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Citizens—For the space of twenty years a foreign Government has communicated its orders to us in language with which we are unacquainted. Listen now to the voice of your brothers; listen to the voice of Poles addressing you in the Polish language. Return thanks to Providence, which evidently manifests its beneficent designs towards you, through Napoleon the Great. His coming, like that of the Sun, before which the ice dissolves, has dissipated every obstacle, and his benign accents, while they awake the joy of hope in our bosoms, fill us with sentiments of the most ardent gratitude.—By the Order of the Day of the 4th of July, by which a Provisional Government has been constituted, we are enabled to call upon you to partake our sentiments. Can there be any more reasonable ground for exultation than the hope of seeing our country once more take her rank amongst the nations?—You shall be witnesses of our solicitude to assuage your evils, and lessen, as much as possible, the calamities of war. The sacrifices we shall call on you to make will be but slight, when put in comparison with the benefits we shall procure you. Having promised thus much, we declare that we have been installed as a Provisional Government, and we invite all our fellowcitizens to enter upon the necessary relations with us.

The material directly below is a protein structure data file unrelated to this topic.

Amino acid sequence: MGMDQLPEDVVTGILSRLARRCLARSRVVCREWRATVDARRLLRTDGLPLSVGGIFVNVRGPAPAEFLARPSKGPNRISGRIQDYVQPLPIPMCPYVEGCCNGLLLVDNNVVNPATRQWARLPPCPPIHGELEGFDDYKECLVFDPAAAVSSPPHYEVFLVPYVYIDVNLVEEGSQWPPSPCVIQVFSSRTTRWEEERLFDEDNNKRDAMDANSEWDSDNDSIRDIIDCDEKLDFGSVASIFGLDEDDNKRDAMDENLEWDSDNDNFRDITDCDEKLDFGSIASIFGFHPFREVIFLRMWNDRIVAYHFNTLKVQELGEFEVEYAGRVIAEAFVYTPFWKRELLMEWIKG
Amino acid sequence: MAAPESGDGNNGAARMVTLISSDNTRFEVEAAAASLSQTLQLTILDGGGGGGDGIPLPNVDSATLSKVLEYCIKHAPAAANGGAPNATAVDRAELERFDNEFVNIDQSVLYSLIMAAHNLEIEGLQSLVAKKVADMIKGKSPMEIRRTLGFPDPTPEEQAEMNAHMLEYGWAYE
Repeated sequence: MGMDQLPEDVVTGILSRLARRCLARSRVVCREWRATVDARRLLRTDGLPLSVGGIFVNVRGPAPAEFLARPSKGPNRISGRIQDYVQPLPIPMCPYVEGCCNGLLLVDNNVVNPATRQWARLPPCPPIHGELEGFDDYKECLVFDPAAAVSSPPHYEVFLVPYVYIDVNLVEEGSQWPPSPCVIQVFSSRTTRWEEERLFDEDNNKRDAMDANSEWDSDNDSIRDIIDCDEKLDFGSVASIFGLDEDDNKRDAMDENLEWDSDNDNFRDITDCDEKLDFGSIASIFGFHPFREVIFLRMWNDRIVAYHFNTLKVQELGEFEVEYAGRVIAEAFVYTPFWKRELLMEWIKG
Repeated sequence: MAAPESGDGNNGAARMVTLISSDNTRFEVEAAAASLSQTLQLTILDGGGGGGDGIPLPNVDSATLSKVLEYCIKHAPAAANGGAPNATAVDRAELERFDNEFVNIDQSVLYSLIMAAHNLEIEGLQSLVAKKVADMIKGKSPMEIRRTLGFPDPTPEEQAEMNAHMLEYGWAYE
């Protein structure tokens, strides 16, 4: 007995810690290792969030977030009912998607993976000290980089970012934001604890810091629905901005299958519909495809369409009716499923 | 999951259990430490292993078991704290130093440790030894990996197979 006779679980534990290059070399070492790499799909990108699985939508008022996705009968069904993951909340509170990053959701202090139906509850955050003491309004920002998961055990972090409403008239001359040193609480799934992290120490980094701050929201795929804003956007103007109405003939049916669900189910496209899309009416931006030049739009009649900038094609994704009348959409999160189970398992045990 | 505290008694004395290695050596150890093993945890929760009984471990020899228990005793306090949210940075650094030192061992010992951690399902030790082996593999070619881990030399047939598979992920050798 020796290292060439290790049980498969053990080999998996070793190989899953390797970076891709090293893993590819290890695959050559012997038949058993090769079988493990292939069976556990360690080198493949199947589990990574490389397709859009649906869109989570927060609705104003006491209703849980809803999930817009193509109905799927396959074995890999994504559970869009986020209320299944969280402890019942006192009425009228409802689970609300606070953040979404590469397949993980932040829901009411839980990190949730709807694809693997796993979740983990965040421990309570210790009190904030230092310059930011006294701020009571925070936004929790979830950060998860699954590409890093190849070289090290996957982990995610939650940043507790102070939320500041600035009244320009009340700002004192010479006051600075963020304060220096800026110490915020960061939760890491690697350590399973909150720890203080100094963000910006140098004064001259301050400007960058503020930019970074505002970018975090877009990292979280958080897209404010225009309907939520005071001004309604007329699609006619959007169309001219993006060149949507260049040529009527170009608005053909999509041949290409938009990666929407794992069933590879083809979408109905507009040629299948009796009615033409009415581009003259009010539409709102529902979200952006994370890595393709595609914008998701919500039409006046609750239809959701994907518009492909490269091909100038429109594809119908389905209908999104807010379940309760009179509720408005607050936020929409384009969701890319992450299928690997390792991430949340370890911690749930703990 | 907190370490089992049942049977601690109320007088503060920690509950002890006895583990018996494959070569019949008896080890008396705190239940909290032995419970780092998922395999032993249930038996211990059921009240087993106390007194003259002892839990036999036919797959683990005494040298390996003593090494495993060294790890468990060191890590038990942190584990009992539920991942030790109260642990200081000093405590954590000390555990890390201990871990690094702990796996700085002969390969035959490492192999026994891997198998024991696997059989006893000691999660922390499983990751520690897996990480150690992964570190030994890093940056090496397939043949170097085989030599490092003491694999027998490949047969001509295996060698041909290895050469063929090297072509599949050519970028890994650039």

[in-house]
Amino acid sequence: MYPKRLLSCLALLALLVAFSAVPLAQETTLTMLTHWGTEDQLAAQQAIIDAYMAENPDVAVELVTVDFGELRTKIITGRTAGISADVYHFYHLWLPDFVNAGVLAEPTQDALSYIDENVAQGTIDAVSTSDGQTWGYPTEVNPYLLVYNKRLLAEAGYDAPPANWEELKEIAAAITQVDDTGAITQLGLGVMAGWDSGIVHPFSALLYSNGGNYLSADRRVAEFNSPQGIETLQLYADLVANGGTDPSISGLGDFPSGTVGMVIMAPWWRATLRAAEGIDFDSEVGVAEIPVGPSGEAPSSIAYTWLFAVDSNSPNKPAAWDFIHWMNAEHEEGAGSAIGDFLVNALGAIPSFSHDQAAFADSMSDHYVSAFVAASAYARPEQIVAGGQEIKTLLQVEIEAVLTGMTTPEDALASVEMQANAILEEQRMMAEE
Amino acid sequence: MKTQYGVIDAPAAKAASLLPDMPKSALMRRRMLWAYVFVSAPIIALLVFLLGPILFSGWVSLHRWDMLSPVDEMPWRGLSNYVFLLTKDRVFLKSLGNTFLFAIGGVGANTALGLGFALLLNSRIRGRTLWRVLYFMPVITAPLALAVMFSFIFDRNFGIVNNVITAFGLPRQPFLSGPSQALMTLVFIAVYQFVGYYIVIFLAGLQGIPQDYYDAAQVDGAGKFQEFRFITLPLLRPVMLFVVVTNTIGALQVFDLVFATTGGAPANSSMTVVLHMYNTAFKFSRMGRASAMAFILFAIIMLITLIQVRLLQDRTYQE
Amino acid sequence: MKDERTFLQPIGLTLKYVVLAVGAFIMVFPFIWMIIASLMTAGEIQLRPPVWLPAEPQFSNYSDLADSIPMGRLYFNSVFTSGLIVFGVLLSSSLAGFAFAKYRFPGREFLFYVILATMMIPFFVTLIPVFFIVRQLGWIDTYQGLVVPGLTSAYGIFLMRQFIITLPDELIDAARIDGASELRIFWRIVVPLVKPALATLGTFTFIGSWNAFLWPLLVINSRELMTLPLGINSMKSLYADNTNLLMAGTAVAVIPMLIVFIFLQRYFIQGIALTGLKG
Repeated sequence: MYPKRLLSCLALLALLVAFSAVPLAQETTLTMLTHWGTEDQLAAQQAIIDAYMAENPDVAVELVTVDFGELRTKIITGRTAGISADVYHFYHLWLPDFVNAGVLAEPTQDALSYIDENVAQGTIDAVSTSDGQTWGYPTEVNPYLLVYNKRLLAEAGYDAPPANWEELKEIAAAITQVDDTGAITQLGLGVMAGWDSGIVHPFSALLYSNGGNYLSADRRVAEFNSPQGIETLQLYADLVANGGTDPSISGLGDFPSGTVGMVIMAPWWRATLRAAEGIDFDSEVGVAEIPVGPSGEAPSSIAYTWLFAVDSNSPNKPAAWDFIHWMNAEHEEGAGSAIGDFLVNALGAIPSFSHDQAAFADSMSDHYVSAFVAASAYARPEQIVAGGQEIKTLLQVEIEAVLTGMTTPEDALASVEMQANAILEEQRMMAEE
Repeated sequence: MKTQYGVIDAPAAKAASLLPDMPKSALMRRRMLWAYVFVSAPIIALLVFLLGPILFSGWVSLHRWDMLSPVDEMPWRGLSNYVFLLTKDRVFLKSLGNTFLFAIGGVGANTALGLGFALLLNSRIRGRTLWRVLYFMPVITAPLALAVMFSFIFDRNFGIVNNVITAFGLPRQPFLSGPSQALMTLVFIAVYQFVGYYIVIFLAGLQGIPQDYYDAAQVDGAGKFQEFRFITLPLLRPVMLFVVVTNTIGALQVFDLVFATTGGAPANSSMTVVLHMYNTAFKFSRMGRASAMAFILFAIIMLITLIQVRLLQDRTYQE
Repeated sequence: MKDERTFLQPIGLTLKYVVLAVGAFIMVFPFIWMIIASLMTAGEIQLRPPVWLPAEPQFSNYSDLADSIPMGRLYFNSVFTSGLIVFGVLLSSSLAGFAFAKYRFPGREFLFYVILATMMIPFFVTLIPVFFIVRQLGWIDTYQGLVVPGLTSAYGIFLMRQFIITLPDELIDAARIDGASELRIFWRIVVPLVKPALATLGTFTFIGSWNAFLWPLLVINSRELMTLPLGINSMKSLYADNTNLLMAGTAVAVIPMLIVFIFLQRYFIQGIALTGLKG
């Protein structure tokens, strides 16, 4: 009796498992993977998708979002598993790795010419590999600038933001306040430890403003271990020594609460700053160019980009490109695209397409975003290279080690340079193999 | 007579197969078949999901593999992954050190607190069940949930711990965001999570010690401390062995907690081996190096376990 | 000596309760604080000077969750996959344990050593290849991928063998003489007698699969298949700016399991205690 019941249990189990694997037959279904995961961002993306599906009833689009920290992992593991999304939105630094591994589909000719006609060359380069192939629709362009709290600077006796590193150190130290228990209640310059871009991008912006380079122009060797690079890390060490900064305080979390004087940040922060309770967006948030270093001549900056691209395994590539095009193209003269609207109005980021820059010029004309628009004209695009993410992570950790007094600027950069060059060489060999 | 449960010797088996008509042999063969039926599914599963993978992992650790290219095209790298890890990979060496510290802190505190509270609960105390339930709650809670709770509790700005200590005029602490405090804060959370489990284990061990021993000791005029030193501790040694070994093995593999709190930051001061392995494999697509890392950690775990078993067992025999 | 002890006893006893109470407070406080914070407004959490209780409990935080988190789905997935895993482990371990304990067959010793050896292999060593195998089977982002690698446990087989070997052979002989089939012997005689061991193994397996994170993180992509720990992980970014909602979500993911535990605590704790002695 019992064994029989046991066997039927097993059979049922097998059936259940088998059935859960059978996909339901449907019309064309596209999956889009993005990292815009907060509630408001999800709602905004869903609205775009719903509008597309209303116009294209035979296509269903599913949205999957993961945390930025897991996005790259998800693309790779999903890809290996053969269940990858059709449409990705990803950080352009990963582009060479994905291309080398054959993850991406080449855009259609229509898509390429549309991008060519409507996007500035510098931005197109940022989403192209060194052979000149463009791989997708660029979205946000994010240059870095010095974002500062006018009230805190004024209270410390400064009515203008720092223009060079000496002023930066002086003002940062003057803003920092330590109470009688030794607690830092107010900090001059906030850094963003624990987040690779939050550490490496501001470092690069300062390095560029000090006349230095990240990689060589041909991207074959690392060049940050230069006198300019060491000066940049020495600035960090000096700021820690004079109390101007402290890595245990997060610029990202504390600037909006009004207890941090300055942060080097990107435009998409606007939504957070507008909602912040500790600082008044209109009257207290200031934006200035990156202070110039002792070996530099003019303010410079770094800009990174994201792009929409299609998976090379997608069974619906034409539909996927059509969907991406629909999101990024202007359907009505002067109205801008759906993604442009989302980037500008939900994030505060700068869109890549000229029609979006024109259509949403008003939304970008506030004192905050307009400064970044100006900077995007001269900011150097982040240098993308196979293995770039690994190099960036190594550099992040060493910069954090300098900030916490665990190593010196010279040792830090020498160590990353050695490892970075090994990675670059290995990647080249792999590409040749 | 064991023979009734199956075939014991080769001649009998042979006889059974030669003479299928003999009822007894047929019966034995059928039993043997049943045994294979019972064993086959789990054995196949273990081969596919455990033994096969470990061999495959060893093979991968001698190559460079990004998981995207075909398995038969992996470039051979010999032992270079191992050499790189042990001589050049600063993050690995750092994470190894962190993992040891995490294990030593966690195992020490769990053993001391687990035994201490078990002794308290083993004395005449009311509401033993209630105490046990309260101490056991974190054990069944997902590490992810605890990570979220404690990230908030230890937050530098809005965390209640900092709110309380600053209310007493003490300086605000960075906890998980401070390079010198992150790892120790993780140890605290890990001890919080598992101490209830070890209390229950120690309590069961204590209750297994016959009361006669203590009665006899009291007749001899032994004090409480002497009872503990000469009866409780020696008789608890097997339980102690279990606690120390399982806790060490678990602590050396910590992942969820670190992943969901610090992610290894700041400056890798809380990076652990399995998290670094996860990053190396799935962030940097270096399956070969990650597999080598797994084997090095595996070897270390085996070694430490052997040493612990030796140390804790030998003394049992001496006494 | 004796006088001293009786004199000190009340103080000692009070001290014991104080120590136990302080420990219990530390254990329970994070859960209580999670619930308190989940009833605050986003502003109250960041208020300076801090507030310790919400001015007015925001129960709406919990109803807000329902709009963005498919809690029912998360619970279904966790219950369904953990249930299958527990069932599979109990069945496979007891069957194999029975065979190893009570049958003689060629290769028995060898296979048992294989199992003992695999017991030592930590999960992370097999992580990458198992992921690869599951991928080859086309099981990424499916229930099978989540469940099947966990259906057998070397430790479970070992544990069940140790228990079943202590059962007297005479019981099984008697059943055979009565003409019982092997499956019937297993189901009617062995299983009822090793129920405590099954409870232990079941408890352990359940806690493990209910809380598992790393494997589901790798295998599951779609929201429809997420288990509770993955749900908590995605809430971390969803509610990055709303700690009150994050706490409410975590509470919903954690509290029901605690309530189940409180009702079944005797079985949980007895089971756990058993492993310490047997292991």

Signed by the Members of the Commission.

The Provisional Commissioners of the Government of the Duchy of Lithuania to the Clergy of the Diocese of Wilna. The principles of the religion of the Li

thuanian people are well known. They

have been well inculcated by a wise and enlightened clergy. — The Provisional Government cannot better announce to the people the benignity of the Great Napoleon, who has been led by Providence into Lithuania, nor choose a better channel to make them acquainted with the amelioration of their lot, than by confiding this great interest to the Clergy.—We therefore order the people to assemble for the purpose of returning thanks to God, who has been graciously pleased to send us this saviour of Poland, and to pray that he will further the successes of his arms.-The Clergy will afterwards endeavour to cherish proper sentiments in the people, so that, supported by their religion, they may continue with their agricultural labours.--The peasantry must not be remiss in the performance of their duty. Their safety and happiness depend thereon.—They may discover in the abundant harvest before them, the evident assistance afforded by Providence to Napoleon the Great.—Let them peaceably gather in their crops, as in ordinary times. Circumstances even require an increase of zeal, and it cannot be doubted, that with the feelings by which they appear to be now actuated, but that they will be eager to shew the utmost.—Done the 7th July, 1812. SiGNED BY THE Com Mission ERs.